Recent concerns, including the COVID-19 pandemic, have shined light on the health and safety aspects of buildings and interiors, but another important aspect remains: building comfort. When it comes to the modern workplace, optimizing building comfort is crucial for ensuring employees are productive and satisfied, especially considering the increasing opportunities to work from home.
If you're exploring ways to enhance your workplace experience through improved indoor air quality, you'll want to read our FREE comprehensive guide on IAQ for healthy workplaces. Learn how IAQ data can be leveraged to elevate workplace performance, alleviate employee concerns, and drive better business outcomes.
How Do We Measure Building Comfort?
The idea of building comfort is closely tied to indoor environmental quality (IEQ), “a generic term used to describe the physical and perceptual attributes of indoor spaces,” including indoor air quality, thermal comfort, and the visual and acoustic properties of a space. Not surprisingly, a lot goes into measuring building comfort, and air quality is one part of this process.
More specifically, a study on six U.S. federal workplaces reveals 10 aspects of building comfort that, when improved upon and optimized, can markedly increase occupant comfort. The results are summarized below.
|Factor||Percentage of reported improvement|
|Amount of light||17%|
Air quality tops the list alongside other factors like cleanliness and furniture adjustability, and working to improve any of the categories included in the chart can go a long way in improving the overall comfort of building occupants. Among these potential improvements are increasing natural light, installing comfortable, adjustable furniture, optimizing cleaning routines, and, of course, air quality monitoring.
4 IAQ and Environmental Parameters To Monitor To Ensure Building Comfort
When it comes to indoor air quality monitoring, we have many potential parameters we can choose to measure. So, what parameters are top priority for ensuring building comfort?
Volatile organic compounds (VOCs) have implications for both physiological impacts and occupant perceptions of comfort. Exposure to VOCs, which can originate from building materials, furniture, flooring, and cleaners, can irritate the eyes, nose, and throat, as well as causing headaches and more serious long-term effects. Some VOCs also carry an odor, which can negatively affect perceived IEQ.
Carbon dioxide (CO2)
Indoor carbon dioxide levels, while certainly not a safety risk, do have consequences for building occupant comfort. Most indoor carbon dioxide comes from people as they exhale, and in smaller and less ventilated spaces, like meeting rooms, carbon dioxide can potentially accumulate. At slightly elevated levels (generally above 1000 ppm), occupants may feel more drowsy and find it more difficult to concentrate. At higher levels (between 2500 ppm and 5000 ppm), occupants may also get a headache and feel fatigued, creating additional discomforts and distractions.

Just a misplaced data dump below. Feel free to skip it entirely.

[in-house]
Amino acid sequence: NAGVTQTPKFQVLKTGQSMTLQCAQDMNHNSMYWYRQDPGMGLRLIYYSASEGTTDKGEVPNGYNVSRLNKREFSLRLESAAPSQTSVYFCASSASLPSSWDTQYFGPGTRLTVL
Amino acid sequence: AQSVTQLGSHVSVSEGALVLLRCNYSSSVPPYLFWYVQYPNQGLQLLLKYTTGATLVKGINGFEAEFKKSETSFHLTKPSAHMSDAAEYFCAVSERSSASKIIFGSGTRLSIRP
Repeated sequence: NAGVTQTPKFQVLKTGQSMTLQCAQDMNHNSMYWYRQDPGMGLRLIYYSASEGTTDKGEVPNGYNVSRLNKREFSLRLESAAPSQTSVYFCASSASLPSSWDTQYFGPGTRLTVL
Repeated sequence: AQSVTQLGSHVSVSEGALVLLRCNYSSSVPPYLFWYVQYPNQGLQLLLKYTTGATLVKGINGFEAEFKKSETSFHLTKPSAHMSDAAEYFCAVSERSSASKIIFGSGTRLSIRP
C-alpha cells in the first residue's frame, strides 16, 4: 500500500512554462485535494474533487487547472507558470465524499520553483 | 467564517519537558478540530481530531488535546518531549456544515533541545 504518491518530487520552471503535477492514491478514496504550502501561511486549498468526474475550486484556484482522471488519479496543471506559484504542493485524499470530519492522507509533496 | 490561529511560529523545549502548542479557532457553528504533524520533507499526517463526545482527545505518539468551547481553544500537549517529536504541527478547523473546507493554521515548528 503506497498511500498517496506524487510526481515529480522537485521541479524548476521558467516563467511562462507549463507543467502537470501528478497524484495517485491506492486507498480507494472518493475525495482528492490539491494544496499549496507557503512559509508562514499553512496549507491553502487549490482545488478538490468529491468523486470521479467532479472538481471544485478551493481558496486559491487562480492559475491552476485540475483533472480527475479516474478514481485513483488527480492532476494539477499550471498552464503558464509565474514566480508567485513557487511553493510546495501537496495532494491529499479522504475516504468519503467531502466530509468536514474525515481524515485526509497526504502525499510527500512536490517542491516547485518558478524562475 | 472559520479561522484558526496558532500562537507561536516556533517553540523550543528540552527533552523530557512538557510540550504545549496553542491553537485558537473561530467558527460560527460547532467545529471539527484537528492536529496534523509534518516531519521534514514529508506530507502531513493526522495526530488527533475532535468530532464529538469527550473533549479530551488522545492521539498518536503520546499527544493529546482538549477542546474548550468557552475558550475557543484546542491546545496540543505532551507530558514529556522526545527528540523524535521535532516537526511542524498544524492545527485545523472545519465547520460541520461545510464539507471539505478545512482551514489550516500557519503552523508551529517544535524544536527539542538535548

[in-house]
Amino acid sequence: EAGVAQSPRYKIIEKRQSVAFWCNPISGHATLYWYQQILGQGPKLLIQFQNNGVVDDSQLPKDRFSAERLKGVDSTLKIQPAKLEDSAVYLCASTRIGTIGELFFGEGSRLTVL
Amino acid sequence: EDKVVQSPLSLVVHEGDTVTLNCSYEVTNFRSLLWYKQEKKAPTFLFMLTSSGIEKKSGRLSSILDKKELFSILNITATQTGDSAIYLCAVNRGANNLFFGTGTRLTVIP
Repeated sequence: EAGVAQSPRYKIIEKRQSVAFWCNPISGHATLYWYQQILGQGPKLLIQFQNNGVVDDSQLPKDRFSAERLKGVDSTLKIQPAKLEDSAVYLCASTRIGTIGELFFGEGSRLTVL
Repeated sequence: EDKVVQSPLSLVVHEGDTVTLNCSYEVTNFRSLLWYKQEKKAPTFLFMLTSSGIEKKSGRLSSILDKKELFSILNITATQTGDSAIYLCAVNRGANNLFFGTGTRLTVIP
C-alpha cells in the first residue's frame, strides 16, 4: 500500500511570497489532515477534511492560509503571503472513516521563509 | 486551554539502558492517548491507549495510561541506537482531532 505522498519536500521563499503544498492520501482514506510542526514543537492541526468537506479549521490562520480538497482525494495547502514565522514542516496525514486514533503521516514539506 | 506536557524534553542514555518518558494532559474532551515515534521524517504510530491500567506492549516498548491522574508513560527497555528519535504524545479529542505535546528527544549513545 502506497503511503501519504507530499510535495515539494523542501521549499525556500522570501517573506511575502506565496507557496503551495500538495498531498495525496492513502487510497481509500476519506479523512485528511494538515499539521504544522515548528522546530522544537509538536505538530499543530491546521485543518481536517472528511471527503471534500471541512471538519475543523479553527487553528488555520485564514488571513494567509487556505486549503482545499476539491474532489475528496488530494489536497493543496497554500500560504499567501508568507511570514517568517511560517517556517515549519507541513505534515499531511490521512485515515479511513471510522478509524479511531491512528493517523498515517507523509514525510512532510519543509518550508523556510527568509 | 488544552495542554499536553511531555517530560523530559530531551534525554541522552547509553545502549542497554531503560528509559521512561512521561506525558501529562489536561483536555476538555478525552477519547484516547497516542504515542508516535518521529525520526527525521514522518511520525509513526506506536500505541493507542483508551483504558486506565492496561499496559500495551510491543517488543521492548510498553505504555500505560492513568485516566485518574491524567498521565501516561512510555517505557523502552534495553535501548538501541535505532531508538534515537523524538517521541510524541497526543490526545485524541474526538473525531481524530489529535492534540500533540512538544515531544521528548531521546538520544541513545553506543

Beyond physical effects, occupants may perceive indoor air to be ‘stuffy’ and ‘stale’ with elevated levels of CO2, which could lead to complaints or dissatisfaction.
Indoor particulate matter, as is the case outdoors, is an extremely important component of IEQ, mostly impacting air quality. Building occupants likely won’t experience direct discomfort from particulate matter like they will with VOCs or even carbon dioxide, unless the building is located in a wildfire-prone or pollution-heavy area, but because of serious impacts on health that can accumulate over short-term and long-term exposure, particulate matter is still a key determinant of building comfort.
Thermal comfort (temperature & relative humidity)
Temperature and humidity are two closely related parameters that, despite not normally relating to air quality, have close ties with building comfort. We’ve included these two parameters side-by-side, as relative humidity levels can affect the perceived temperature of a space.
Humans have specific ranges of temperatures and relative humidity (between 70 and 75 degrees Fahrenheit and between 30% and 50%, respectively) that are the most comfortable for living and working. Temperatures and humidity levels outside of these zones may affect employee performance and workplace satisfaction negatively, as the space feeling too dry, hot, humid, or cold could create distractions.